Laser strikes on commercial aircraft have risen over the years and laser pointers are increasing in power and decreasing in price. Lasers can distract and even harm pilots during critical phases of flight and can cause temporary visual impairment. In 2015 there were over 10,000 laser incidents reported to the FAA, the UK Civil Aviation Authority, and Transport Canada. Besides, similar attacks also happen to military personnel, security force, law enforcement and personnel in the transportation industry. Anti-laser filter or laser-glare protection devices are of consideration importance in combating these attacks and protect affected personnel.
Traditional laser protection filters, such as Rugate filters, are currently used to protect against lasers. They are made based on thin-film technology, composing of multilayers of high/low refractive index dielectric films. These products can provide high degree of protection against laser attacks but limited to narrow angles of incident laser beams . For lasers incident at angles larger than 30-40 degrees, they generally perform poorly or even stop to work due to peak wavelength shift effect of the filter under angular beams. Increasing bandwidth of Rugate filter can circumvent this issue, but it will cause undesired problems of reduced visibility, high coloration and low integrated visual photopic transmission.
At present, a wide-angle high-transmission anti-laser filter for blocking lasers but remain clear visibility is still missing in the market. Companies like BAE Systems, Boeing, Airbus and government defence agencies have a shared interest in developing next-generation, wide-angle (up to 60-85 degree) shift-free anti-laser filter and device to address the safety concern and increasing market need. As traditional design strategy based on thin-films is limited in its ability to deliver the desired product, new innovations must be sought. Artificially engineered Metamaterials offer a new route to design the desired product. Metamaterial is a material engineered to have properties that are not found in naturally occurring materials. They derive their properties not from the properties of the base materials, but from their designed structures in subwavelength scale.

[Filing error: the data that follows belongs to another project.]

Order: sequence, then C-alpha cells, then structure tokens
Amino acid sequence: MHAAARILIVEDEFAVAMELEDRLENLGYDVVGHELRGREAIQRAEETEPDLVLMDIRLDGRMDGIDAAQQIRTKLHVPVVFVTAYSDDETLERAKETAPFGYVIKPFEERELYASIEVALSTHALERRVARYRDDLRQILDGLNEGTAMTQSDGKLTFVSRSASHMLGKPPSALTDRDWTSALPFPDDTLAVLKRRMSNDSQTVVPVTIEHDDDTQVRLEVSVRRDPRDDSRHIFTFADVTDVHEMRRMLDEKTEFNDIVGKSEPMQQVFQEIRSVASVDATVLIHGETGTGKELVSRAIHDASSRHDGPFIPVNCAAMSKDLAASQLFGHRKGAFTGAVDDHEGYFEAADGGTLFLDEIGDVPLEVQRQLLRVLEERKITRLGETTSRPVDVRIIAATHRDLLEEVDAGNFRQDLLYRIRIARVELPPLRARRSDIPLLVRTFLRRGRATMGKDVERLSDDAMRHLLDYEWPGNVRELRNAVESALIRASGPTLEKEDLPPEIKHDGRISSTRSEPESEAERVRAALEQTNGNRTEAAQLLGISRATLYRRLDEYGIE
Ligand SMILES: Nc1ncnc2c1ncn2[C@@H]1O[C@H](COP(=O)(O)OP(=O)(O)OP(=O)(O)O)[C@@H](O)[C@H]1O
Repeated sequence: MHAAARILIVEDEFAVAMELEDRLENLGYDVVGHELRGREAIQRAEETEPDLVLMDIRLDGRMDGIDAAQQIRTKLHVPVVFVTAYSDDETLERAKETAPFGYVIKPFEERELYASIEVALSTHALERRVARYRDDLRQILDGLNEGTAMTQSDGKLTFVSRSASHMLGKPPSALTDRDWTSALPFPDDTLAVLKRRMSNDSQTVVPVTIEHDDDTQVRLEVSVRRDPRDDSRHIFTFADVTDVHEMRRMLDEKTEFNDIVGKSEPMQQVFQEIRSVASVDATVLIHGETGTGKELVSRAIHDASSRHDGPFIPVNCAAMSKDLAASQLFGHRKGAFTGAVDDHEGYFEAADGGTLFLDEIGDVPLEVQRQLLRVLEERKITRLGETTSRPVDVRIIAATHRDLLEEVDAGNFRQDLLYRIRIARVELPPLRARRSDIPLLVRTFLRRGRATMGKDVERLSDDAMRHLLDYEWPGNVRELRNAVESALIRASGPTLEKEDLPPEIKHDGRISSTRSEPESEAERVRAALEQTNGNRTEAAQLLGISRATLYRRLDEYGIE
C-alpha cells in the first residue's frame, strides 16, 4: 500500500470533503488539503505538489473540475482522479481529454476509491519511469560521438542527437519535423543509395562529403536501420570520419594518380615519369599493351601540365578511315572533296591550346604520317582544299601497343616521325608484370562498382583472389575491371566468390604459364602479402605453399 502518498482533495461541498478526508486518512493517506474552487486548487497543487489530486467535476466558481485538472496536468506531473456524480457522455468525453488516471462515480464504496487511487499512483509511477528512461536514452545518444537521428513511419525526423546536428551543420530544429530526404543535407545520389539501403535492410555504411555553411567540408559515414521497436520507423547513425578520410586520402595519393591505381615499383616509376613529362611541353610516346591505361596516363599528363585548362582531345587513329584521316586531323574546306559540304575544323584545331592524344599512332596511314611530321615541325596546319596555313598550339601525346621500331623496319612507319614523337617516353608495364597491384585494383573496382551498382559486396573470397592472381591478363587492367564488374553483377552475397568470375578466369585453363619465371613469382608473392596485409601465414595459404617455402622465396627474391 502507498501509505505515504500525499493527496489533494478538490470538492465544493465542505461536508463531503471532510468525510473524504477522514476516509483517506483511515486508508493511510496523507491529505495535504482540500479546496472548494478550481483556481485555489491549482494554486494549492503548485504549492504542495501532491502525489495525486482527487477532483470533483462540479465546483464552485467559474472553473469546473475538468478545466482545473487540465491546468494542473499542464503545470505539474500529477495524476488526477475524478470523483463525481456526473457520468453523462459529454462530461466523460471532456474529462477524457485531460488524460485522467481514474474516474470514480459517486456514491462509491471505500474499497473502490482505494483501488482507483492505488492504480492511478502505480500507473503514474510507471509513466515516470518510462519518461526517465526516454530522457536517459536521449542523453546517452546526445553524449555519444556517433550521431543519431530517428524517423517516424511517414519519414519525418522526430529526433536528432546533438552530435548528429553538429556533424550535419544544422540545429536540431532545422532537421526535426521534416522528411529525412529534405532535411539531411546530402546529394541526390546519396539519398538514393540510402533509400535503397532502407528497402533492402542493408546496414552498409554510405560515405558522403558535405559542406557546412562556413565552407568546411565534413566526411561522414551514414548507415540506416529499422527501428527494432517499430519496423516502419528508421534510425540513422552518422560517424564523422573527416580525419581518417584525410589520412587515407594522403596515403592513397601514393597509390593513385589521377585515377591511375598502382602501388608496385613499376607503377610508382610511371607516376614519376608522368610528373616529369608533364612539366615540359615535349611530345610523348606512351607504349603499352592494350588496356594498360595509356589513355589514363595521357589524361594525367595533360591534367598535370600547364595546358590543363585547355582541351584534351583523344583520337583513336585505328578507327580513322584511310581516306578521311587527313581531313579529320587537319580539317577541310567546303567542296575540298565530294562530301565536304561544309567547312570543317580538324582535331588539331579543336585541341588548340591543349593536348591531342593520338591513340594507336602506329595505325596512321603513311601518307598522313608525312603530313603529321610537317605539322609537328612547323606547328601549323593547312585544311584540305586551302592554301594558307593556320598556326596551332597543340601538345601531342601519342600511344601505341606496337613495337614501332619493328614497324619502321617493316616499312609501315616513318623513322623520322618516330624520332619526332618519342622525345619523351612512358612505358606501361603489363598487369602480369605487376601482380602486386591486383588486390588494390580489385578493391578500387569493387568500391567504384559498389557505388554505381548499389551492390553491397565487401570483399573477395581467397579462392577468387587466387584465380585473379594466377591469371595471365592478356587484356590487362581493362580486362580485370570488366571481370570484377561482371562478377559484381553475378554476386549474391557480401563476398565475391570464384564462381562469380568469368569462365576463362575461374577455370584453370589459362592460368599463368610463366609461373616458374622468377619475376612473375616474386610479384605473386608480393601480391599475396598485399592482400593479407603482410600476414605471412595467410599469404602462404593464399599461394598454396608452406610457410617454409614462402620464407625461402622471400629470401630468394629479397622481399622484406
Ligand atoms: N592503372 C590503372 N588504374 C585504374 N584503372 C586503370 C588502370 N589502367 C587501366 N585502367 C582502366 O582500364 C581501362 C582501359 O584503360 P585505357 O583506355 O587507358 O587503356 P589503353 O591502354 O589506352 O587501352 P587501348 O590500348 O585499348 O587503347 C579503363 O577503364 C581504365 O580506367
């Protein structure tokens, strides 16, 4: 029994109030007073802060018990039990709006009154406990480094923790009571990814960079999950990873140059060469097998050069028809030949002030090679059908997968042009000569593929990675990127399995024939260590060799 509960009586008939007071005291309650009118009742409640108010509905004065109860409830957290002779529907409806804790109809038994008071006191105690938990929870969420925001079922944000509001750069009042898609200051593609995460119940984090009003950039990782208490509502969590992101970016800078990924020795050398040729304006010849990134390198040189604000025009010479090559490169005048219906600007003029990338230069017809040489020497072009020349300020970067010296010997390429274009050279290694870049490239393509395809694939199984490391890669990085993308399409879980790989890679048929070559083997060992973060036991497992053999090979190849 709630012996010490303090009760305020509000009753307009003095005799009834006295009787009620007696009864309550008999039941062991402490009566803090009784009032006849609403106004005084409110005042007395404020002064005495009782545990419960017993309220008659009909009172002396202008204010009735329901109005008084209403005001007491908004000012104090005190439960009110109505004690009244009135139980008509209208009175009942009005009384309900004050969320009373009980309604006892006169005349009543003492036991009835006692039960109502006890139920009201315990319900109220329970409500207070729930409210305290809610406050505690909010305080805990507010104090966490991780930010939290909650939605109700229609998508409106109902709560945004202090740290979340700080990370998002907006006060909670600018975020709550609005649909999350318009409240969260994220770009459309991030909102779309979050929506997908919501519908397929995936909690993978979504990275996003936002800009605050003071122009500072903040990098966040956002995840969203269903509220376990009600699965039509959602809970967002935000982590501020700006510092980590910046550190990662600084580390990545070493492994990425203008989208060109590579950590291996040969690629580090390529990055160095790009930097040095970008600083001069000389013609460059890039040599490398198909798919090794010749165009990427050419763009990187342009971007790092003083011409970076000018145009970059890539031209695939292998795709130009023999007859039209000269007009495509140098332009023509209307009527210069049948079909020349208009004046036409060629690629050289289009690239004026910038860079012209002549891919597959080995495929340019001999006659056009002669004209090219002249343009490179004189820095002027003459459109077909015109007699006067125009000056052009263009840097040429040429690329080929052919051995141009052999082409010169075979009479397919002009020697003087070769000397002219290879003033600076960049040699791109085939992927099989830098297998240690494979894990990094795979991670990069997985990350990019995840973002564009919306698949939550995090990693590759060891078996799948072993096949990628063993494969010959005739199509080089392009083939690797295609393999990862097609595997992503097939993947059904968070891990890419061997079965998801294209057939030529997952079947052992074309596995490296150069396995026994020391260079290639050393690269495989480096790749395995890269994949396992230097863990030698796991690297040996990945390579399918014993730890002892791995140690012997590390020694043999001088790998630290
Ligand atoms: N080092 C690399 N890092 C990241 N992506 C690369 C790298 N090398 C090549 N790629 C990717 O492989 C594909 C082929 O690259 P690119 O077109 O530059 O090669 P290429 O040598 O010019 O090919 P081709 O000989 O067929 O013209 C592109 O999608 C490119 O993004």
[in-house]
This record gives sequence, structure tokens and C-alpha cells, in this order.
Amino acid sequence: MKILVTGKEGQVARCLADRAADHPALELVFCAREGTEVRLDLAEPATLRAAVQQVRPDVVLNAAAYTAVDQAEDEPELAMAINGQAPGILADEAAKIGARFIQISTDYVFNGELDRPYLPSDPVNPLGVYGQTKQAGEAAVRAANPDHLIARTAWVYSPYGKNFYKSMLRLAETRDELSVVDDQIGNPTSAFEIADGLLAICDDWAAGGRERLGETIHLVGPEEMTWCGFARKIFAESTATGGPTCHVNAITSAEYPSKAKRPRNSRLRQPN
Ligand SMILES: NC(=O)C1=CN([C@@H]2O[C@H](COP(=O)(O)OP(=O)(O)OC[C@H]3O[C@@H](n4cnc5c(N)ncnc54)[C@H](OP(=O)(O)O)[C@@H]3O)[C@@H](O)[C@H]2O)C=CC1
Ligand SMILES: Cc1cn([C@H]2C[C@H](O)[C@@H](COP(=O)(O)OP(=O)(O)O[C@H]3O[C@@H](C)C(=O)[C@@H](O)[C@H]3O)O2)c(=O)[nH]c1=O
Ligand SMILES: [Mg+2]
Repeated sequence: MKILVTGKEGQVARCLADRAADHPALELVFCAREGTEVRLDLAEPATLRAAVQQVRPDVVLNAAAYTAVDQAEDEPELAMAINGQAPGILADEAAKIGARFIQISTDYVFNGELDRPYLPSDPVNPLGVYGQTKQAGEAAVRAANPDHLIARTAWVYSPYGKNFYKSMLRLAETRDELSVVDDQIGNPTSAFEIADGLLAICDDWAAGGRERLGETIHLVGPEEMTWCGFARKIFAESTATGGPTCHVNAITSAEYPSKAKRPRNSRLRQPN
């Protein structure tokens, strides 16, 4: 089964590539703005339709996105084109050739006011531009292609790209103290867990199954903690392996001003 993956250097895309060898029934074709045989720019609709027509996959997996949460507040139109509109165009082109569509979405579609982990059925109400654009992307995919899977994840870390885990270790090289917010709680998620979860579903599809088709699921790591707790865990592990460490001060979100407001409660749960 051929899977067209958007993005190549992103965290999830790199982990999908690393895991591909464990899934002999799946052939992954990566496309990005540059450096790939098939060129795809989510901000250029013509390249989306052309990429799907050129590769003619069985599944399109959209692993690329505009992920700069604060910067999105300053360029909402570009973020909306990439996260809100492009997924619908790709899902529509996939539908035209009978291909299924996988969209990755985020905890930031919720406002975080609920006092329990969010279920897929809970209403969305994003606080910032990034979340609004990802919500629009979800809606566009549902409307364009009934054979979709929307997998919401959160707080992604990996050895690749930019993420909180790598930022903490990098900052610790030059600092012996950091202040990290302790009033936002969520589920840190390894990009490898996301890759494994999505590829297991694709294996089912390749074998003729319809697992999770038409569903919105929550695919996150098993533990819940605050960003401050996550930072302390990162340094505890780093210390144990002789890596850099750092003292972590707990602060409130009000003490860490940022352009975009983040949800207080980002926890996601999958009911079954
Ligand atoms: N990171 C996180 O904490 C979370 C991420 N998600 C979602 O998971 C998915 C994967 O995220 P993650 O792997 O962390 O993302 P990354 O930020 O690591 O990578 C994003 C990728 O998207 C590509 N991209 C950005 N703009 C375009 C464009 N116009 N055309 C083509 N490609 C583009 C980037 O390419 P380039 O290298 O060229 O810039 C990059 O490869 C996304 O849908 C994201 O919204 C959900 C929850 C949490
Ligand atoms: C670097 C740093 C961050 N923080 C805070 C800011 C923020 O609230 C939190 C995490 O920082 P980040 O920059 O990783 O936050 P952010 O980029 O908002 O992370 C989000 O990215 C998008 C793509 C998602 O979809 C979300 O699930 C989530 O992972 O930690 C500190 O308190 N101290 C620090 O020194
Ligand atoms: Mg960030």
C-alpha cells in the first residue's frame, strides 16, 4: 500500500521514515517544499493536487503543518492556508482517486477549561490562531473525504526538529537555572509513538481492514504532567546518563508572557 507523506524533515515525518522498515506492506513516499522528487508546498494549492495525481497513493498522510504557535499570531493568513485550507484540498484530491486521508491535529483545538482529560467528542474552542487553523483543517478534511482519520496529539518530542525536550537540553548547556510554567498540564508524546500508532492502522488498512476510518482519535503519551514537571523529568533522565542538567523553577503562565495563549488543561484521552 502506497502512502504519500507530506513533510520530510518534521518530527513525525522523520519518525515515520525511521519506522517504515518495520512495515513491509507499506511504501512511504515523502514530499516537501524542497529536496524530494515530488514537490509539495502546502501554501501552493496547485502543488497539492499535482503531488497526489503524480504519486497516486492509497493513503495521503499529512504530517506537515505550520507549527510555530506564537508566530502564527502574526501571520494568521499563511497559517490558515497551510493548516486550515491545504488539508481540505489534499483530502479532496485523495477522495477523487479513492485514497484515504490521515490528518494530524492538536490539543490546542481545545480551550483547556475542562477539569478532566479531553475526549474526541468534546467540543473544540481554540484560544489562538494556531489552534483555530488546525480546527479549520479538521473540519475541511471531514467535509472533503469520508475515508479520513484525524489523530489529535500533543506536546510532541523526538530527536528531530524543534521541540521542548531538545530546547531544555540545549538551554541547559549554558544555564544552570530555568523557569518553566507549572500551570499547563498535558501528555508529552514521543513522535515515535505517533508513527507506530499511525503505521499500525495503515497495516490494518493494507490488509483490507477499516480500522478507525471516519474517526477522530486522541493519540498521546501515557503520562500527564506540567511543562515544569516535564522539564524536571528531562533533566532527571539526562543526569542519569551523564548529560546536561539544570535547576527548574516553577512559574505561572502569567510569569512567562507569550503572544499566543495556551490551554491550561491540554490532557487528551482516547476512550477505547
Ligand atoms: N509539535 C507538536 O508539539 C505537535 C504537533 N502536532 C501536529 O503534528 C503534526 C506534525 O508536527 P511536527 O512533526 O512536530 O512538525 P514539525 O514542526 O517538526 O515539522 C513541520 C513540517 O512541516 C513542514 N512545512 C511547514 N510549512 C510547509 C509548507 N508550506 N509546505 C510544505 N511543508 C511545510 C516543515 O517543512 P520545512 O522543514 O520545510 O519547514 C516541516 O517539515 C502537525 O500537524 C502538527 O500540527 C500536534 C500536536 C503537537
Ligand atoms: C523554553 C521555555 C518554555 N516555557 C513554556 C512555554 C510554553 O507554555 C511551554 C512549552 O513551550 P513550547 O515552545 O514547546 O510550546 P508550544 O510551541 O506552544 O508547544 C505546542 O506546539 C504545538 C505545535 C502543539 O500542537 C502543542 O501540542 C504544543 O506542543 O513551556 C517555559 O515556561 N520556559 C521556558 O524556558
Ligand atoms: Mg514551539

Led by Dr. Zengbo Wang, a joint research team from UK Bangor University (James Monks, Liyang Yue and Bing Yan) and Qioptiq Ltd (Andrew Hurst, Barrie Aldred) proposed and demonstrated a new metamaterial anti-laser filter design that meets the requirement of high visibility, wide-angle and shift-free laser blocking of a class 3B 532 nm green laser . It can provide laser glare protection against visible laser or laser pointer attacks coming from random directions while remain clear visibility. The filter can be placed onto devices ranging from personnel goggles to aircrafts and automobile windows, its potential impact on both defence and security are enormous where safety is a major concern.
The metamaterial design consists of an anti-reflection layer, active blocking and substrate layers. The central active blocking layer was designed to be a metamaterial composite media made of silver nanoparticles organized in a three-dimensional (3D) primitive hexagonal Bravais lattice configuration and embedded in a high-index dielectric of Zinc Sulphide. The proposed design is likely to be manufactured in a mass production manner sinces it doesn’t involve complex unit structure. Initial working prototype of the design has recently been produced. Altogether, this work may lead to the realization of next generation laser protection devices that are currently sought by major aerospace companies and government defense agencies.
James N. Monks, Liyang Yue, Bing Yan, Barrie Aldred, Andrew Hurst, Zengbo Wang. A wide-angle shift-free metamaterial filter design for anti-laser striking application. Optics Communications, volume 429 (2018) page 53–59.Go To Optics Communications